7 DOMINICA XIV PER ANNUM Solemn Mass 11:00
Missa quarti toni Victoria
Cantate Domino Hassler
Da pacem Festa
14 DOMINICA XV PER ANNUM Solemn Mass 11:00
Mass in four parts Byrd
Simile est regnum caelorum Guerrero
Tantum ergo (i) Victoria
21 DOMINICA XVI PER ANNUM Solemn Mass 11:00
Missa brevis Palestrina
Cantate Domino Croce
Ego sum panis vivus Esquivel
28 BVM MATRIS MISERICORDIAE Solemn Mass 11:00
Missa simile est regnum Victoria
Ave Maria Elgar
Diffusa est gratia Nanino
The Fathers of the Birmingham Oratory are delighted to announce that Pope Francis will canonise Blessed John Henry Newman in St Peter’s Square on Sunday 13 October 2019 alongside 4 others. This will make Cardinal Newman the first English person who has lived since the 17th century officially recognised as a saint by the Roman Catholic Church.
John Henry Newman (1801-1890) was ordained as a Church of England priest and soon became the leader of the Oxford Movement but converted to Catholicism in 1845. He founded the Oratory in England and was later made a cardinal. When he died at the age of 89, more than 15,000 people lined the streets of Birmingham for his funeral.
Cardinal Newman is widely considered to be one of the most significant figures of the 19th century.
The cause for his sainthood was opened in 1958 and he was declared Venerable by Pope Saint John Paul II in 1991 after his life of ‘heroic virtue’ was recognised. Pope Benedict XVI declared him Blessed in Cofton Park near Birmingham in September 2010, as part of his historic visit to Britain.
The canonisation was made possible by a second miracle attributed to the intercession of Blessed John Henry Newman, consisting in the medically inexplicable healing of a pregnant woman with life-threatening complications due to her pregnancy. The cure took place in Chicago, USA, in May 2013. After an initial investigation carried out by the archdiocese of Chicago, it was submitted to the Holy See in 2018, and approved by Pope Francis on 13 February 2019.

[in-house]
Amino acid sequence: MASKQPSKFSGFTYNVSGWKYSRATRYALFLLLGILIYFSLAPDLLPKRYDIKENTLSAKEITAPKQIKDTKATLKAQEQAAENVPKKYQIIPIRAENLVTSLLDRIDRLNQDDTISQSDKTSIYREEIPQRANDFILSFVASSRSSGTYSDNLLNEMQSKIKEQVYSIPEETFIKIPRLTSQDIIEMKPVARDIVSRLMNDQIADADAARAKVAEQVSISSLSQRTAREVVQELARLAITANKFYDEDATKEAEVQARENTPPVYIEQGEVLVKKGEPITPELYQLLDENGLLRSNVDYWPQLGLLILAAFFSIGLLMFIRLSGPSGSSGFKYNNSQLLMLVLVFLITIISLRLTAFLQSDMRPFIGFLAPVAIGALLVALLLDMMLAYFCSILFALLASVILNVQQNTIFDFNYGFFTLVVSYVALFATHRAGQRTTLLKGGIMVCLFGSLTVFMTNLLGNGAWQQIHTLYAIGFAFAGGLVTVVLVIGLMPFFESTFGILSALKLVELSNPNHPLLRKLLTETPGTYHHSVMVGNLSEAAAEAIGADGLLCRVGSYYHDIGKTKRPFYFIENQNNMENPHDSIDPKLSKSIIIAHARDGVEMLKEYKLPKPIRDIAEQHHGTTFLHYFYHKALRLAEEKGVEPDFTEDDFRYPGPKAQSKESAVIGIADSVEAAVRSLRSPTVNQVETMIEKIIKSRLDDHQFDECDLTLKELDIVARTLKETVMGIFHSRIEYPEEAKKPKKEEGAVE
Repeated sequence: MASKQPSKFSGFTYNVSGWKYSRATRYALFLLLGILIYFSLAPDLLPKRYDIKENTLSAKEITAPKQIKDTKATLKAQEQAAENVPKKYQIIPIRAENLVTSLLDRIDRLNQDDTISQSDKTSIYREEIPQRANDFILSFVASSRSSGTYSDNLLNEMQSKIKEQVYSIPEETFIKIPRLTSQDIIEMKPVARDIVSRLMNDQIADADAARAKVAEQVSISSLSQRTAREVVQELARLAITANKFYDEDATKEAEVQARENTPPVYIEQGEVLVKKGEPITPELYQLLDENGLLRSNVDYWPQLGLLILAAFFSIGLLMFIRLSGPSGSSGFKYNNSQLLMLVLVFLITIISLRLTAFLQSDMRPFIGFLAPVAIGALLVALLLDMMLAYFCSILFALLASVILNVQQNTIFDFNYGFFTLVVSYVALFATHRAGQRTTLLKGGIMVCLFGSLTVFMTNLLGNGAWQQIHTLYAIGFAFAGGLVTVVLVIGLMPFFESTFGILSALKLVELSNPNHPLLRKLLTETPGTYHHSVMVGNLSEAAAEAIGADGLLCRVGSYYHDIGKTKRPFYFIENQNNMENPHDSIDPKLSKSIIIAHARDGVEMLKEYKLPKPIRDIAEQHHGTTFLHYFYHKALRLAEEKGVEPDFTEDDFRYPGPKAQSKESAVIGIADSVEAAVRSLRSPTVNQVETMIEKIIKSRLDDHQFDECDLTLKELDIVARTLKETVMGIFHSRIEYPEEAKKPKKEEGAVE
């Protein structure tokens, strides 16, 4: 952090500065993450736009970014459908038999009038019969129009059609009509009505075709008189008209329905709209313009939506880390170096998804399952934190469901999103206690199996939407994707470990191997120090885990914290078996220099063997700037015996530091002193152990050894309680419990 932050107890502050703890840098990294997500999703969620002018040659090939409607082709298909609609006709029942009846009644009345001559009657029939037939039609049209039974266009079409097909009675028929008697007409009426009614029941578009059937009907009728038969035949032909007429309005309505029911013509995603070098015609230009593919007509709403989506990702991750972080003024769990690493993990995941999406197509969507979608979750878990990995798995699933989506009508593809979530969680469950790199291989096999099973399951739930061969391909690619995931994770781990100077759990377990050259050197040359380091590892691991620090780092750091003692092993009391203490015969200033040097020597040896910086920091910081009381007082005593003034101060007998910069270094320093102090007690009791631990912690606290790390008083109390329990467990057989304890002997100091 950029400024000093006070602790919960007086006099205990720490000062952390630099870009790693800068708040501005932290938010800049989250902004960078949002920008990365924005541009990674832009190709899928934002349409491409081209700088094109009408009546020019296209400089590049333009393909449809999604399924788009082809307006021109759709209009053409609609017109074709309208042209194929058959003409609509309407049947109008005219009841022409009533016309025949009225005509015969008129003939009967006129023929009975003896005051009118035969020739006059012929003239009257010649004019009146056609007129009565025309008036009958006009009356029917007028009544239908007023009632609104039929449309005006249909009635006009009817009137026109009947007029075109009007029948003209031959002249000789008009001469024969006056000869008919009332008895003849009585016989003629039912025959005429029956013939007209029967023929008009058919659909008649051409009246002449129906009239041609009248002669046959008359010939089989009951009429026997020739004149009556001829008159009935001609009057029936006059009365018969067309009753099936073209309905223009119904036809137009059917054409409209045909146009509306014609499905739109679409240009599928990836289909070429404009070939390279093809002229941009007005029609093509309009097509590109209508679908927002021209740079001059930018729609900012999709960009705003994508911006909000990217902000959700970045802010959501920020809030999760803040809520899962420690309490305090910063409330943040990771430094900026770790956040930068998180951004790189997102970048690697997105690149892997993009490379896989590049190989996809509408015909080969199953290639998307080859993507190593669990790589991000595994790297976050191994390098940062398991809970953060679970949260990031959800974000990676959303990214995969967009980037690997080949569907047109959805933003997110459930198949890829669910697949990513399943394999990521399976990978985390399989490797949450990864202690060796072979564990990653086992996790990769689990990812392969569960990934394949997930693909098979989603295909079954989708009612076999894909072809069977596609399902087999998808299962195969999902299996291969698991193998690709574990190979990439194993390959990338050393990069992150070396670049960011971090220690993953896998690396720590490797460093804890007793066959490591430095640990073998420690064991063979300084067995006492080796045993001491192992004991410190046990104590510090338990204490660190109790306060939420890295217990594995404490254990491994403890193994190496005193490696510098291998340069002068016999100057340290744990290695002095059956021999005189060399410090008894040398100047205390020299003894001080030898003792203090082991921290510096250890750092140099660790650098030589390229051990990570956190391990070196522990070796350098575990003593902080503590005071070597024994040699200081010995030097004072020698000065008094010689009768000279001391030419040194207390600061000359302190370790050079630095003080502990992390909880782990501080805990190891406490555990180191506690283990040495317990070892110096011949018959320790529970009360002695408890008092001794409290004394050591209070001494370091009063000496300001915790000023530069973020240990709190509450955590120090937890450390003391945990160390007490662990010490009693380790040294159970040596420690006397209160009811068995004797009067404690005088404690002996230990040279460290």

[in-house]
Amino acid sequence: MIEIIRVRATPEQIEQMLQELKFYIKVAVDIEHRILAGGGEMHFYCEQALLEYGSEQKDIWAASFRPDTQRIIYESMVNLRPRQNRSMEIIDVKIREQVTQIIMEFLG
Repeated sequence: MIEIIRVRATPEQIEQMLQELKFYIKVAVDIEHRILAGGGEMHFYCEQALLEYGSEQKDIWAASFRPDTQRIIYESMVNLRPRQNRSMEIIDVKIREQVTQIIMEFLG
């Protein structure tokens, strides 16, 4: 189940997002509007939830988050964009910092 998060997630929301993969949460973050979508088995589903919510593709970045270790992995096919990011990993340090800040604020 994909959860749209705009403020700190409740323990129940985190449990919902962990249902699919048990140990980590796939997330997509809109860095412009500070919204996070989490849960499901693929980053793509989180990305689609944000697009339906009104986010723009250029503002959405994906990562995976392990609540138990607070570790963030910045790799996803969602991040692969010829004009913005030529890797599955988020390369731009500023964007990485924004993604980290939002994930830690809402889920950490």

During the ceremony for his beatification in 2010, Pope Benedict said that Newman “tells us that our divine Master has assigned a specific task to each one of us, a ‘definite service’, committed uniquely to every single person.”
“The definite service to which Blessed John Henry was called,” continued the Pope, “involved applying his keen intellect and his prolific pen to many of the most pressing ‘subjects of the day’. His insights into the relationship between faith and reason, into the vital place of revealed religion in civilised society, and into the need for a broadly-based and wide-ranging approach to education were not only of profound importance for Victorian England, but continue today to inspire and enlighten many all over the world.”
Fr Ignatius Harrison, Provost of the Birmingham Oratory which was founded by Newman in 1849, said that “Newman's lifelong success in bringing others to Christ shows us that the apostolate of Christian friendship achieves much more by attracting people to the Lord than by aggressive polemic. Newman's long and incremental spiritual pilgrimage shows us that God leads us to Himself step by step, in ways that He customises to our individual needs, and in His own good time.”
Cardinal Vincent Nichols, Archbishop of Westminster, said “This is a moment of great pride. On Friday it was the feast of the Sacred Heart and we held a mass for the priests of England and Wales. Foremost in our minds was the declaration of a saint who was a priest here. John Henry Newman is known for many great qualities, but we remember him particularly for the kindness and compassion of his ministry to the people of Birmingham. At his death they turned out in their thousands to salute a much loved priest on his funeral procession through the streets of Birmingham.”
The other blesseds to be canonised alongside Newman are Giuseppina Vannini, Mariam Thresia Chiramel Mankidiyan, Irmã Dulce Pontes and Marguerite Bays.
Information about Cardinal Newman including details of his life, of the miracle and the process of canonisation, links to his writings as well as photos and videos available to media, can be found at www.newmancanonisation.com
Image © Mazur/catholicnews.org.uk
2 DOMINICA VII PASCHAE Solemn Mass 11:00